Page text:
The 8.25 inch tall bottle is marked on the base “WN WALTON PAT. SEP 23 1862", and is of early blown glass construction. The fancy, recessed, applied label is complete and is in very nice condition. The stopper is of ground glass construction and is in very good order as well.
The inside of the bottle is clean. Very nice indeed!
The hardwood case measures 10" L x 5.5" W x 2" H and is in very good condition sporting a wonderful patina. The drawer stores the scale components which easily attach to the top support. The scale does not evidence any maker's marks or labeling.
Extensively used in the 19th century and earlier, the cupping glass is a glass vessel from which the air has been exhausted by heat or suction creating a vacuum, and then applied to the skin to draw blood to the surface for therapeutic or curative purposes.
As each is priced separately (see photos for pricing), please email us stating the number of items you wish to purchase so that we can customize your order form.
One package is marked PARKE DAVIS – “BUTTERNUT” - Bark of Root, measures 8” x 5”, and is in a one pound package. The other 6 wrapped packages feature hand-written content labels and are as follows: “Pd. Poplar Bark” 5” x 2” – “Pink Root” 4” x 4” x2” – “Beth Root” 3”x2” – Poke Root” 5” x4” x2” – a plastic bag of “Buchu Leaves” 8”x 6” x 2” and “Alkanit Root” in an 8” x 5” paper wrapper.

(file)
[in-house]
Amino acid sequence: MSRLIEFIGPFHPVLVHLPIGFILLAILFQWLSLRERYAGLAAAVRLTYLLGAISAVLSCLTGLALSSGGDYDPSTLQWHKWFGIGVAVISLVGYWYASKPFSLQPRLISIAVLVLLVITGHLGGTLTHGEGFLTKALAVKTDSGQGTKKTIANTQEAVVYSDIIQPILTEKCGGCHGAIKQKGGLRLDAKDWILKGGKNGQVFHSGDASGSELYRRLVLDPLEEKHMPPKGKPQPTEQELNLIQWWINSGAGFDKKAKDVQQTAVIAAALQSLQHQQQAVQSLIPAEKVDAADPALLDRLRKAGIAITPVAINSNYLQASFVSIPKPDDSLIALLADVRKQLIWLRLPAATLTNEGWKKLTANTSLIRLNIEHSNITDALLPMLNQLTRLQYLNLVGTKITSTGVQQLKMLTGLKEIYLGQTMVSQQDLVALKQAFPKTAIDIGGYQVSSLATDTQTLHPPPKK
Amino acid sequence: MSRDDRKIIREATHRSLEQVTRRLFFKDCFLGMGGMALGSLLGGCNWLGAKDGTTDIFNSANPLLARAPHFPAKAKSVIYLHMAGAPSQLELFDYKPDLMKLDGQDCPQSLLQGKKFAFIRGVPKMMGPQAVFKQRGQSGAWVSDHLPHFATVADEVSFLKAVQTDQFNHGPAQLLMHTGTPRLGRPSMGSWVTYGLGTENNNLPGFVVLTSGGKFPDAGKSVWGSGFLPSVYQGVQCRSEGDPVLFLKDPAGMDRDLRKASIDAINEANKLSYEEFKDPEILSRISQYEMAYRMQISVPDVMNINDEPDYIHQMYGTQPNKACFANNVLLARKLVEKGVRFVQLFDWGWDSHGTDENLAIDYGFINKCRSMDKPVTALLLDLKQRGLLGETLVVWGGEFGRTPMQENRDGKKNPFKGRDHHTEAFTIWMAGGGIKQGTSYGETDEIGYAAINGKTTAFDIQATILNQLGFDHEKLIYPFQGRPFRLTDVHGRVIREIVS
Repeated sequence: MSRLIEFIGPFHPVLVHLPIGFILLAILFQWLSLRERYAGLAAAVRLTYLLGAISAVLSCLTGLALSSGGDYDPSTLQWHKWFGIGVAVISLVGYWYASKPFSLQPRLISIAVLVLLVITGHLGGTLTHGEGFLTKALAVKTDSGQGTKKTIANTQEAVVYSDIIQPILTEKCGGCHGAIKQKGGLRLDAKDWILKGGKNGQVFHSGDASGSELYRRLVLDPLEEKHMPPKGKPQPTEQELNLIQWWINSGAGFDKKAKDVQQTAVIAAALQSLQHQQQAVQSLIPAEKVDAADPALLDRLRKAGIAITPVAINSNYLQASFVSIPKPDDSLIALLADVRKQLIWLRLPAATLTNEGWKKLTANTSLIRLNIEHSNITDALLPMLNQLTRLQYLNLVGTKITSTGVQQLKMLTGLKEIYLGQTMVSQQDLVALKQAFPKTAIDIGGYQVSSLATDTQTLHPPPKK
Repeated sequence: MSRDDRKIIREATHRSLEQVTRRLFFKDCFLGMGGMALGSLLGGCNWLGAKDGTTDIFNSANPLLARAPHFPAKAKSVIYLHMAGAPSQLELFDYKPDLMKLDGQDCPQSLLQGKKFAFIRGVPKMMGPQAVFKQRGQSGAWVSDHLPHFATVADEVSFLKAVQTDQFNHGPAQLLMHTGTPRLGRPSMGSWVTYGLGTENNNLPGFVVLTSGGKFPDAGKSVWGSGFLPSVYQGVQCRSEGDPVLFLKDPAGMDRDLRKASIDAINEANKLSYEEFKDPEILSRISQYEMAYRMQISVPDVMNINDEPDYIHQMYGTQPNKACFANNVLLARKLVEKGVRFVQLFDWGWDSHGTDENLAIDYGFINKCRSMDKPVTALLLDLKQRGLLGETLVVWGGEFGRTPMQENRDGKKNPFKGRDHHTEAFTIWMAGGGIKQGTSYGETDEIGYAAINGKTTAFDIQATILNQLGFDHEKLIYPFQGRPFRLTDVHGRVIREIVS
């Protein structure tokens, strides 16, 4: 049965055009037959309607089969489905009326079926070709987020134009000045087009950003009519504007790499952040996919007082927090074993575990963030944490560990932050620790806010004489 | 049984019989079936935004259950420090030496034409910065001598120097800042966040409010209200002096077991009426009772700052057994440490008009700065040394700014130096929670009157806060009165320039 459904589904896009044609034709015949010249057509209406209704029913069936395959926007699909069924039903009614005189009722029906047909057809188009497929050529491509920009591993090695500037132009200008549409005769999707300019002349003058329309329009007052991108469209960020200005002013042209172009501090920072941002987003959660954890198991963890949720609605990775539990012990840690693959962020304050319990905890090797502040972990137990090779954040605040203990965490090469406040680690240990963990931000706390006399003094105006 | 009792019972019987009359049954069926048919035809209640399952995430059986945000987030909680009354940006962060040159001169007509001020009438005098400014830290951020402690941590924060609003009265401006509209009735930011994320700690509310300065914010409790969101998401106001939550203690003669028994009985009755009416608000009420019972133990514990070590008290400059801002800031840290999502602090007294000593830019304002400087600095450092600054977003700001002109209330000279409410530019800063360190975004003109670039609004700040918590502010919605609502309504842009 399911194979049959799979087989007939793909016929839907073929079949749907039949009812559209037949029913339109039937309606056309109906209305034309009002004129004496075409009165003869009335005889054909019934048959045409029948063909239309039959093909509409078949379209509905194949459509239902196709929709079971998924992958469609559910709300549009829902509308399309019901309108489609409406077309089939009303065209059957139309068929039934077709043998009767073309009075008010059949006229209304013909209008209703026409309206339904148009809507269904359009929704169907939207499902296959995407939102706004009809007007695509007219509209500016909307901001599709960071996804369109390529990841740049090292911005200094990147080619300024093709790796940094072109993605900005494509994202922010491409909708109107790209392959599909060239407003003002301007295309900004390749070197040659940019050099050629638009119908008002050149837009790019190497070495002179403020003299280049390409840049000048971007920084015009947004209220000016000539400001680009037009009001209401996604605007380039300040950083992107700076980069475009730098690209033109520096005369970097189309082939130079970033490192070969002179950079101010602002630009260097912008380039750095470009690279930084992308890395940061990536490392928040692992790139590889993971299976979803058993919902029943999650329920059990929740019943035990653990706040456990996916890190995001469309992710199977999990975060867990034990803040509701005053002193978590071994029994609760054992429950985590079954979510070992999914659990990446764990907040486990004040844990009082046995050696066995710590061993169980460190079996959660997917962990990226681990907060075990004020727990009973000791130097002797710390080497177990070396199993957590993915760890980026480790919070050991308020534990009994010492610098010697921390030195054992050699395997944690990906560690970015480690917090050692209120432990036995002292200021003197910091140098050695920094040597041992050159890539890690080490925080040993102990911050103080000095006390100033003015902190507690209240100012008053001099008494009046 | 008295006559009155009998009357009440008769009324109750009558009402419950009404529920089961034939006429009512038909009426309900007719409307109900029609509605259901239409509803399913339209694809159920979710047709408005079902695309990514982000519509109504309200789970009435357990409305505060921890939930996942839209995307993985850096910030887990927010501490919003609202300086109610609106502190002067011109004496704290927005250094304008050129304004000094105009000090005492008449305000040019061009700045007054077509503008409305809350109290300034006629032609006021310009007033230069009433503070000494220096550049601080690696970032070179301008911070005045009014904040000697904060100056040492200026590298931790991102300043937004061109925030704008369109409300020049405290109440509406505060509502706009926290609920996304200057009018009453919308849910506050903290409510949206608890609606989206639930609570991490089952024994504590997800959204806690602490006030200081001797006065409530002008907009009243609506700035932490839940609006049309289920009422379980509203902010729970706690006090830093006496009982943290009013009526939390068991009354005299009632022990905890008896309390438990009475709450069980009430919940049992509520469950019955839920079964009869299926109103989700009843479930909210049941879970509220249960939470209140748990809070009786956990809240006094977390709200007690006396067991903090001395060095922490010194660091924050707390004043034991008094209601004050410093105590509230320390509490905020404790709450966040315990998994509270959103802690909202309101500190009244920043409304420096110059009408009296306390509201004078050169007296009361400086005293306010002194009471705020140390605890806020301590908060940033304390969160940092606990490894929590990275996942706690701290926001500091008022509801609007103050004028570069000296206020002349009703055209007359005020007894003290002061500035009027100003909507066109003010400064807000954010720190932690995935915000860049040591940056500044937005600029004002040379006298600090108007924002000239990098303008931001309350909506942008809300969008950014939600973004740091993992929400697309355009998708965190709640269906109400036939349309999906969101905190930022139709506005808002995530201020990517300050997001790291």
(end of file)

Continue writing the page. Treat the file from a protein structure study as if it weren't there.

Aside from the Buchu Leaves, the packages are in “as found” but generally quite good condition considering their substantial age and very fragile nature!
Fabulous to display just as they are in their original packaging, lending an authentic, apothecary-shoppe-look to your personal collection!! Or fill your early glass apothecary bottles with vintage contents!!
The company notes that their tablets could treat numerous symptoms and conditions especially womens ills. It enjoys crossover appeal in that it is also a 1904 World's Fair souvenir and an advertisement for the drug company - what a wonderful giveaway!
The Antikamnia ("Opposed to Pain") Chemical Company of St. Louis, Missouri, produced medicines similar to aspirin and were famous for their very graphic calendars that were given to physicians as tokens for prescribing their products.